We’re at the end of Veganuary, a movement that’s been steadily growing over the years. Taking place every January, the month is all about giving veganism a go — even if it’s for one day a week. While a world free from animal farms and slaughterhouses is the end game for Veganuary, there are other benefits to going green with your diet. From a lower carbon footprint to just being healthier overall, whatever your reasons are for going vegan (or attempting to go vegan) this month, doing so in Malaysia isn’t exactly easy. So thank goodness for women like Elliz Azhar.
Based on the sunny Malaysian island of Langkawi, Elliz is the woman behind The Kampung Vegan — a YouTube channel and Instagram feed that does what its name suggests — recreate known and loved Malay cuisine in a vegan-friendly way.
While it’s so easy to find vegan-friendly recipes online, it’s certainly a challenge to find local alternatives. After all, Malaysian fare is complex and chock full of ingredients, and not the first thing that’ll come to mind when attempting to go vegan. This is why Elliz decided to start The Kampung Vegan. It’s a space where she freely creates vegan-friendly versions of her grandmother’s tried and true recipes. So think of her channel this way: masak tok, but make it vegan.
We have a chat with her to find out how we can go green with Malaysian cuisine.
What would you say is the trickiest ingredient to replace when going vegan? Especially in local cooking.
Funny enough, the trickiest ingredient to replicate is the simplest thing you could ever cook — a good old sunny side up! Back then I liked it kampung style. No frills, bubbly, and crunchy on the edges; almost deep-fried with a drizzling of kicap.
Is there anything you miss that’s non-vegan?
Clearly a fried egg, haha! Jokes aside, I do miss fried chicken. Or rather, I miss the idea of fried chicken. That craving is easily sorted with a good oyster mushroom fried chicken, though!
Where’s your fave place for vegan fare on Langkawi?
Langkawi doesn’t have many vegan spots, but some restaurants offer vegan options or are quite happy to veganise something for you. I rarely eat out as I much prefer to cook at home. But when I do, The Beach Grill at the beautiful Ritz-Carlton Langkawi is one of my favourites. They have plenty of plant-based options, and they’re always open to whipping something up on the spot!
What are some pantry staples you need to cook local vegan food?
Mushroom seasoning, without question! It gives vegan dishes a layer of depth and umami. It’s also a fantastic substitute for MSG. For times I feel like cooking something seafood-related, seaweed is also handy to impart that oceany taste. When you combine seaweed with some fermented soybeans or taucu you essentially get a similar flavour profile to belacan. Since a lot of Malaysian dishes include belacan as an ingredient, I’d say taucu is definitely a key pantry staple as well!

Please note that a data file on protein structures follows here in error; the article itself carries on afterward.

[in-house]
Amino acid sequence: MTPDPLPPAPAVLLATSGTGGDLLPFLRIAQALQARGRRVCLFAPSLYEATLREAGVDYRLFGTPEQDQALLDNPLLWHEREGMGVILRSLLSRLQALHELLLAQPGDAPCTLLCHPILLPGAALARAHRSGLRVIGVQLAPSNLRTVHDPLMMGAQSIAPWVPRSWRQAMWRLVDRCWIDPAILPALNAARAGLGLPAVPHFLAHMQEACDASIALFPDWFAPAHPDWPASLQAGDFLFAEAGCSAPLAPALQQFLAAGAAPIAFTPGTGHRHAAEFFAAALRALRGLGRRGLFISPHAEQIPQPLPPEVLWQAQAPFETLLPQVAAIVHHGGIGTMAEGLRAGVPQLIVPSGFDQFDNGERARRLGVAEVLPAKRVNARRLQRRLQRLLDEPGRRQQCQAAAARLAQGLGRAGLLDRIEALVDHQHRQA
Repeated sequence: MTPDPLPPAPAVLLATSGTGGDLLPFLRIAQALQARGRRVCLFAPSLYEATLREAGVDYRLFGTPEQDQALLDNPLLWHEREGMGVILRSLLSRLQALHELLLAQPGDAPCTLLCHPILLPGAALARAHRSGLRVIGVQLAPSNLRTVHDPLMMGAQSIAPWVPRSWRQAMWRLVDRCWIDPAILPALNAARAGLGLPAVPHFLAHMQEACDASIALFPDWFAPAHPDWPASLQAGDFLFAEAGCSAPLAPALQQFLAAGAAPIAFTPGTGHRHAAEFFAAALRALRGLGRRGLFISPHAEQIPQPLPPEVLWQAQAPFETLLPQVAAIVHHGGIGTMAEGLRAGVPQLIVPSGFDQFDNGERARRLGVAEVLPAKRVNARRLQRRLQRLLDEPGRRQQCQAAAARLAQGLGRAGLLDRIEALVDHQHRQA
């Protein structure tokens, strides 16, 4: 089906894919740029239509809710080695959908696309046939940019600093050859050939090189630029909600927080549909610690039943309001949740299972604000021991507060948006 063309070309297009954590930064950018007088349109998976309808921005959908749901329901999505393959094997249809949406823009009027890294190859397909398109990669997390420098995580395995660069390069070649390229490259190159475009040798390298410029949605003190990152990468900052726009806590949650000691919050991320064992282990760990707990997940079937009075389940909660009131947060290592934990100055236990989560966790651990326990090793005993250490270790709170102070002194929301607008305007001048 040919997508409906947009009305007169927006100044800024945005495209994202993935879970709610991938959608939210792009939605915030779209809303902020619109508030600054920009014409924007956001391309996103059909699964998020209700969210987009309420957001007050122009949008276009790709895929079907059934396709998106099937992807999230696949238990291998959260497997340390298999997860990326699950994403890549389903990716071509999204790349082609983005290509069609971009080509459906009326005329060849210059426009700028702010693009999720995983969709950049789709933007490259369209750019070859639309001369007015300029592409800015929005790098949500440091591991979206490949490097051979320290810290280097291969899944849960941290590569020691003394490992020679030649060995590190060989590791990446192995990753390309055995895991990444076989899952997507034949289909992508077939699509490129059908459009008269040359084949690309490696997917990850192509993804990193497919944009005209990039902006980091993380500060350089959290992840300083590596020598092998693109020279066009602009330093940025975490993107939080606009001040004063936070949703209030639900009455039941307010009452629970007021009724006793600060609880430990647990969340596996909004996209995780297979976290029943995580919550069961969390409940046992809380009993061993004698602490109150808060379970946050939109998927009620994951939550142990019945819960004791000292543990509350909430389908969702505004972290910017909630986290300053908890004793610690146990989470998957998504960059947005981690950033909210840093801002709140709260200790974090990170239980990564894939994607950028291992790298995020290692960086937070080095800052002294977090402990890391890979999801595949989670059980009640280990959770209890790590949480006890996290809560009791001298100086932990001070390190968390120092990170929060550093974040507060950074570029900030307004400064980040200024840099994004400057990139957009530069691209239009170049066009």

What are your three favourite local vegan recipes and how did you come up with them?
Vegan Penang Asam Laksa
This dish was highly requested by so many of my followers on Instagram. I had a lot of fun experimenting while testing the recipe! Whenever I veganise something, I try my very best not just to replicate the flavour, but also the texture and mouthfeel of a dish. The flaked fish element in laksa was tricky but really made me think outside the box.
I ended up creating a sort of fishy tofu leather that I flaked to mimic the body of the non-vegan broth. Super happy with how it turned out! My non-vegan mum gushed that it tasted even better than the fish version of asam laksa. But I obviously can’t compare it for myself!
Vegan Soft Boiled Eggs
Let me let you in on a little secret — I’ve never been a fan of soft boiled eggs. Something about their half-cooked, semi-raw nature freaked me out. Especially when you get a blob of uncooked, translucent egg white.
When I finalised this recipe, I managed to recreate the texture so accurately I almost couldn’t eat it. One of my favourite parts of this recipe was when I sprinkled tapioca starch on the ‘egg whites’ and let it sit for a minute. This sort of curdled the mix a bit and resulted in some clear blobs much like uncooked egg whites.
Once I mentally got over the fact that they weren’t actually half-cooked eggs, I really enjoyed this dish!
In a plant-based diet, tempeh is one of the most important superfoods you can add to your repertoire. It’s full of nutrients and boasts 19g of protein per 100g, which is similar to what you get from chicken breast.
I’ve been making tempeh at home for so many years now, and this is my tried and true recipe for it. The process of making it is quite fascinating, it’s almost like a science experiment. It’s really fun to watch the white fuzz (mycelium) grow on your soybeans. Definitely a good weekend project. Once you taste the homemade stuff though, I’m afraid you won’t be able to go back to store-bought tempeh!